Watch the AMA's daily COVID-19 update, with insights from AMA leaders and experts about the pandemic.
In today’s COVID-19 Update, Jana Shaw, MD, MPH, professor of pediatrics at SUNY Upstate Medical University; Glenn Cohen, JD, deputy dean and professor at Harvard Law School; and Lawrence O. Gostin, JD, university professor at Georgetown University discuss the challenges of vaccine passports, the use of the term "digital health pass" and the future role of the private sector in the development of such passes.
Learn more at the AMA COVID-19 resource center.
- Jana Shaw, MD, MPH, professor of pediatrics, SUNY Upstate Medical University
- Glenn Cohen, JD, deputy dean and professor, Harvard Law School
- Lawrence O. Gostin, JD, university professor, Georgetown University
Unger: Hello. This is the American Medical Association's COVID-19 Update. Today, we're discussing the benefits and challenges of "vaccine passports" and the ethical considerations that we'll need to address in the months ahead. I'm joined today by Dr. Jana Shaw, professor of pediatrics and clinical associate professor of public health and preventive medicine at SUNY Upstate Medical University in Syracuse, New York. Lawrence Gostin, university professor at Georgetown University in Washington, D.C. He is also faculty director of the O'Neill Institute for National and Global Health Law and director of the World Health Organization Collaborating Center on National and Global Health Law. And Glenn Cohen, Harvard Law School deputy dean, professor and director of the Petrie-Flom Center for Health Law Policy Biotechnology and Bioethics and he's calling in from Miami. I'm Todd Unger AMA's chief experience officer in Chicago.
Vaccine passports already a controversial term. Mr. Gostin, can you talk first? What does a vaccine passport mean? A lot of people think about those little white cards that they're getting when they get their vaccines. Tell us more about it.
Gostin: Well, you know, really all it is, is a simple concept that you have to show prove that you've been fully vaccinated in order to attend some particular high risk events, whether it might be a movie theater, or fly, or something like that. You would have to show that you've got a proof of vaccination and that can be just your card, or it can be in digital form on your smartphone.
Unger: We're starting to see evidence of the use of that term, not terminology, but that activity in different places all over the world. What are you seeing?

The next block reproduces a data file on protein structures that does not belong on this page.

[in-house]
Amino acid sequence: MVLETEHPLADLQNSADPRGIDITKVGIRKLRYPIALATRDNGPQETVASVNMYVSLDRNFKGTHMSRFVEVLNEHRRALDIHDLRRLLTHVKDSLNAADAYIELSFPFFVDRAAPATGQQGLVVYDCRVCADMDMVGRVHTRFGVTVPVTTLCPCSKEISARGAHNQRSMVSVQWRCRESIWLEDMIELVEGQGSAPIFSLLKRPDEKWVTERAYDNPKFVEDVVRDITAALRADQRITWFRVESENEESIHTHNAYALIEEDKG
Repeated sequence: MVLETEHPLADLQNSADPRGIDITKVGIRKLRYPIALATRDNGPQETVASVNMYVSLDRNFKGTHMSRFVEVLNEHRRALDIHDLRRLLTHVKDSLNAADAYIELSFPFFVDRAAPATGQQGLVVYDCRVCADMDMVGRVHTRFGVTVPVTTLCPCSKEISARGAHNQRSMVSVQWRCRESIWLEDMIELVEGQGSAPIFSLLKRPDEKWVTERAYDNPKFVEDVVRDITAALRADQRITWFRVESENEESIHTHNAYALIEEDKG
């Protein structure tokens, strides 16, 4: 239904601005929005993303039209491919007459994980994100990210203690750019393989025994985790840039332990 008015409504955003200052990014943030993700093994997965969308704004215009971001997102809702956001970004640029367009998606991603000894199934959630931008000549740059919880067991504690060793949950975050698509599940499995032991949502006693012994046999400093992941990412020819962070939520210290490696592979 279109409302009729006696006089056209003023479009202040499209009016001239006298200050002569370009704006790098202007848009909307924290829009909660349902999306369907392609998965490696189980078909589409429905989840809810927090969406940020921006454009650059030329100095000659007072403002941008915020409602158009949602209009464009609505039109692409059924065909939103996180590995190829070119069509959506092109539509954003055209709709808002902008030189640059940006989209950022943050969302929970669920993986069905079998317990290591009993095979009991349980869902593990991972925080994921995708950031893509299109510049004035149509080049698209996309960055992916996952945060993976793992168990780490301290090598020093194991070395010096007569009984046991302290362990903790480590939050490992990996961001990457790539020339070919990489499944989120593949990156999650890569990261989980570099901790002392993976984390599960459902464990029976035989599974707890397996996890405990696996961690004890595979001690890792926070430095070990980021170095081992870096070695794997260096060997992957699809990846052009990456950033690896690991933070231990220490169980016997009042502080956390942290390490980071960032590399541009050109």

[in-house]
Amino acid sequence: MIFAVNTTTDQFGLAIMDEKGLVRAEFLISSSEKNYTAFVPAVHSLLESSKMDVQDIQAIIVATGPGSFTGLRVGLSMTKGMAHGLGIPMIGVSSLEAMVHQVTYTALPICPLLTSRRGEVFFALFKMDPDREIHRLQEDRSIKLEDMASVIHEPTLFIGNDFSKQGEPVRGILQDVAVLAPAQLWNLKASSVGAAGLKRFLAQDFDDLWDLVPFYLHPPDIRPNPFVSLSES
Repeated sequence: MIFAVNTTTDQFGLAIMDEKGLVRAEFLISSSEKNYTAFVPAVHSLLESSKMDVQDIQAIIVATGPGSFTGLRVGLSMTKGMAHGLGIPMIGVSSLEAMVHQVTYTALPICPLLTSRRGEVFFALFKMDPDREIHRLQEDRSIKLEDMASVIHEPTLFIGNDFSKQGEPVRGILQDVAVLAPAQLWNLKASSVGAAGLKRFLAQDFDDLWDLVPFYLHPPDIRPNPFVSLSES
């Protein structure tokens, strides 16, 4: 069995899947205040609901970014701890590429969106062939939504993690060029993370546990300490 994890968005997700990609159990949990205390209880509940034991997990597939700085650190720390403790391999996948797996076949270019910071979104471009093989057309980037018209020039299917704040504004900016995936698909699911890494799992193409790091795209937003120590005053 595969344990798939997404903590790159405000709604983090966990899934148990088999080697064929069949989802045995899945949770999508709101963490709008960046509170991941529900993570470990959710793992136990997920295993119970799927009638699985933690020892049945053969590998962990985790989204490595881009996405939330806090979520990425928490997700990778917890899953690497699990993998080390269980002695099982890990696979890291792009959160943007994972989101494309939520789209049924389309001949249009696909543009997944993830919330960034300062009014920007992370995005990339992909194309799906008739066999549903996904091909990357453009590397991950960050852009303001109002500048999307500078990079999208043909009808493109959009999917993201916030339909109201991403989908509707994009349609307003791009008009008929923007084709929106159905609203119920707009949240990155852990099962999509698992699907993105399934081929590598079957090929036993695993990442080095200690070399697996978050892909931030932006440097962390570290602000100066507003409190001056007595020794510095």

Gostin: Well, you know, there are places around the world who've implemented it quite successfully. Israel's green pass, of course, is the most successful and it seems to have really expedited a return of the Israeli population to a much more normal life than before. The European Union is considering it, as are other countries. In the United States, New York state is the only state that has a pilot excelsior program, which is voluntary. But most of the action in the U.S. is probably, at least in the short and medium term, going to be in the private sector and particularly at employers, colleges, universities and places like that.
Unger: Mr. Cohen, we were talking before the segment about just the naming of this, which is probably one of the problems, at least. What was your perspective on that?
Cohen: We like to use the term digital health passes because I think it's the most accurate. Passports, while there is an international dimension of this, we're also being ... using them to regulate within a country. In some ways, I think licensing might be the better word, in the idea that to drive a car you have to show that you're not going to pose a danger to yourself or others. When these are used properly, it's to make sure you're not going to pose a danger to yourself or others because of COVID-19.
Unger: And that concept of the digital health pass, obviously, addresses one of the concerns that we're already seeing about counterfeiting of these little low-tech white cards. Is that the case?
Cohen: The United States is, in some ways, behind many of our peer countries in our ability to track vaccinations to be perfectly honest. We are currently giving these little white cards and there's already been online auctions for blank ones and forgeries. The hope would be that with a better digital infrastructure we'd be able to guard a little bit against that. But, so far, the White House hasn't taken leadership on trying to build that infrastructure. So I think, for the time being, those white cards are going to act as, at least, the first order prove of vaccination.
Unger: I always wonder whoever designed that probably never thought they would eventually see so many uses of that across the board. Dr. Shaw, obviously, there are some benefits of having digital health passes. Can you talk about what those would be?
Dr. Shaw: Of course. There are numerous benefits that digital health passes provide to the vaccinees, and to the community and society. They certainly offer health and economic benefits until we reach herd immunity. The herd immunity is really important to all to end pandemic, as it provides an indirect protection for people who cannot be vaccinated. For example, for medical reasons, or children who are too young to be vaccinated. And some people argue we can get infected just naturally and contribute to the herd immunity. Although that is true, the natural infection doesn't provide or contribute to the herd immunity consistently. So it's really important that we promote and incentivize vaccination, and a digital health passes will certainly encourage people to get vaccinated.
Unger: How about on the flip side, in terms of certain scientific challenges that we would have, that would come with the creation of a digital health pass? How do we address that?
Dr. Shaw: Of course. There are several scientific challenges. For example, so far we have somewhat limited knowledge in terms of how well the vaccines will protect against transmission. Thankfully, emerging research suggests that vaccination will reduce the risk of SARS-CoV-2 transmission to others just as we've seen with other vaccines. There are also different vaccine effectiveness reported for different types of vaccine. And depending on which vaccine you receive, you might be protected 65 to 90% against severe COVID-19. One of the commonly noted limitation of the digital health pass is the fact that the data on durability of immunity is limited to six months, as of now. Although we don't have some more data for information on length of protection past that period, we can circumvent or address those limitations. For example, we could just document the dates of vaccine series completions to determine expirations once longevity of vaccine protection is better defined.